EVERYTHING COMES UP ROSES FOR THIS ONE. OH YES.
It is not often in a big musical that you remember the silences: the pin-drop, tense waits. But then, Gypsy was no run-of-the-mill musical, even in the golden age. In most shows the moment when the thwarted, ambition-crazed stage mother Rose cries “Everyone needs something impossible to hope for” should make her a feelgood heroine, a follower of her star, or at least a sad victim. Not a deluded, irresistible engine of family destruction.
But in Jonathan Kent’s superb, tense, funny and melancholy production Imelda Staunton both grips us in her headlong pursuit of showbiz fame for her children, and shakes us in those few deep silences. Her alarming stillness as she reads the letter telling her that the favoured Baby June has escaped her grip makes more violent the explosion when ,like a heat-seeking missile, she turns to her dowdier daughter Louise and cries “I made her – and I will make you!”. The audience actually gasps, even though as loving aficionados of this extraordinary chronicle, we knew that Mama Rose is about to launch into the enormous Act 1 closer, that hymn to dangerous ambition, “Everything’s coming up roses!”.
Staunton was last on this stage – and also singing Sondheim lyrics – in Kent’s equally magnificent Sweeney Todd. But that moment alone tops her Olivier-winning Mrs Lovett. She hurtles at it, jumps in frenzy, claps violently like an out-of-control clockwork toy, filling the immense theatre as if she was standing a foot in front of each of us, forcing us against our will to seek the evanescent goal of stardom. It’s like that all through: stubborn craziness veiling vulnerability, envy, fear of defeat. She is magnificent from the first moment when she erupts through the stalls clutching a terrier and harassing Uncle Jocko to give her daughters top billing . She’s all the Mama Rose that the show’s creators – Laurents and Styne and Sondheim – could have dreamed of back in 1959.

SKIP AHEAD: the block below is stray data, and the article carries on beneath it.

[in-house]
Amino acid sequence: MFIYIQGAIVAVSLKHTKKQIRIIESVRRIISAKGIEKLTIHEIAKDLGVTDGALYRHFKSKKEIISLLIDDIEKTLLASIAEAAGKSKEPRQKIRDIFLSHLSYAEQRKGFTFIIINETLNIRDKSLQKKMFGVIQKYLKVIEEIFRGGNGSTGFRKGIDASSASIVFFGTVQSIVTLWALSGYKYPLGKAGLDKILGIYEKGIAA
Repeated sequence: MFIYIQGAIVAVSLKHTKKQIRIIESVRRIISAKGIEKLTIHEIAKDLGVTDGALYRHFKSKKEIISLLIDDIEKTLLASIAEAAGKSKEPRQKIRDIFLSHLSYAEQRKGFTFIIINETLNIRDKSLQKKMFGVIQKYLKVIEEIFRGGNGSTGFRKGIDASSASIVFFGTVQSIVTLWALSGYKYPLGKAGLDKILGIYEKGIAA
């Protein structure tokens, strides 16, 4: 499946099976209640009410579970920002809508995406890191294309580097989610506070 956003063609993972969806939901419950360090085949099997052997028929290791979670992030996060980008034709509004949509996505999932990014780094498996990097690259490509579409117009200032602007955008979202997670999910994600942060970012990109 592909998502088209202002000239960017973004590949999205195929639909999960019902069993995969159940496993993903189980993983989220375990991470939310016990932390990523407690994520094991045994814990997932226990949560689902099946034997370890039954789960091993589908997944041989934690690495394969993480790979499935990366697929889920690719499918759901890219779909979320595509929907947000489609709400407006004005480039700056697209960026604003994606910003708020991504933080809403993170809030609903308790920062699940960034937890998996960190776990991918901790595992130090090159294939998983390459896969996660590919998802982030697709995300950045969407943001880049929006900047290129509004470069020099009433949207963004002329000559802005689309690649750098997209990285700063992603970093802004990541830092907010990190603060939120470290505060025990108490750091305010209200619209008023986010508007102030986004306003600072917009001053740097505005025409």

She is not its only jewel. Kent’s production is finely judged, trimmed a little of the show’s sprawl, staged with minimal fuss, the theatre’s new machinery delivering interiors for boarding-houses, dressing-rooms and atmospheric, looming backstage flies. Stephen Mear’s choreography is as witty as ever, expressing all the nuances: the half-baked performances of Mama Rose’s touring troupe, the cheerfully hopeless family ensembles with good old Herbie, and – when Lara Pulver’s gentle undervalued Louise emerges as Gypsy Rose Lee – her gradual transformation from terror to extravagantly brittle flamboyance. Pulver carries it brilliantly. As for Staunton’s own final enraged aria of thwarted ambition, the mixture of extreme foxy moves and sudden lapses into the diffident stumping of the middle-aged matron is both funny and profoundly moving.
What else? Everything, really. Kevin Whateley, beloved as Detective-Inspector Lewis, deploys his gift for intelligent rueful likeability as Herbie (and he can sing, never knew that),. As the child June at the beginning, Georgia Pemberton on first-night duty delivered some atrociously brilliant high-kicks, cartwheels and earsplittingly shrill Violet-Elizabeth-Bottery before being artfully morphed into her adult self (Gemma Sutton) by way of strobing lights and hurtling ensemble dancers. The three Act 2 burlesque strippers are pretty unforgettable too: Anita Louise Combe with some nicely dirty ballet moves (don’t sacrifice your sacro, working in the back row!) Julie Legrande with flashing tits and pubes, and Louise Gold towering muscular and ferocious in her centurion kit and bugle (“if you’re going to bump it, do it with a trumpet”).
Sorry, can’t stop quoting Sondheim lines it’s an illness. But if you can wrestle, wangle or seductively pole-dance a ticket off someone, this one’s well worth sacrificing your sacro for.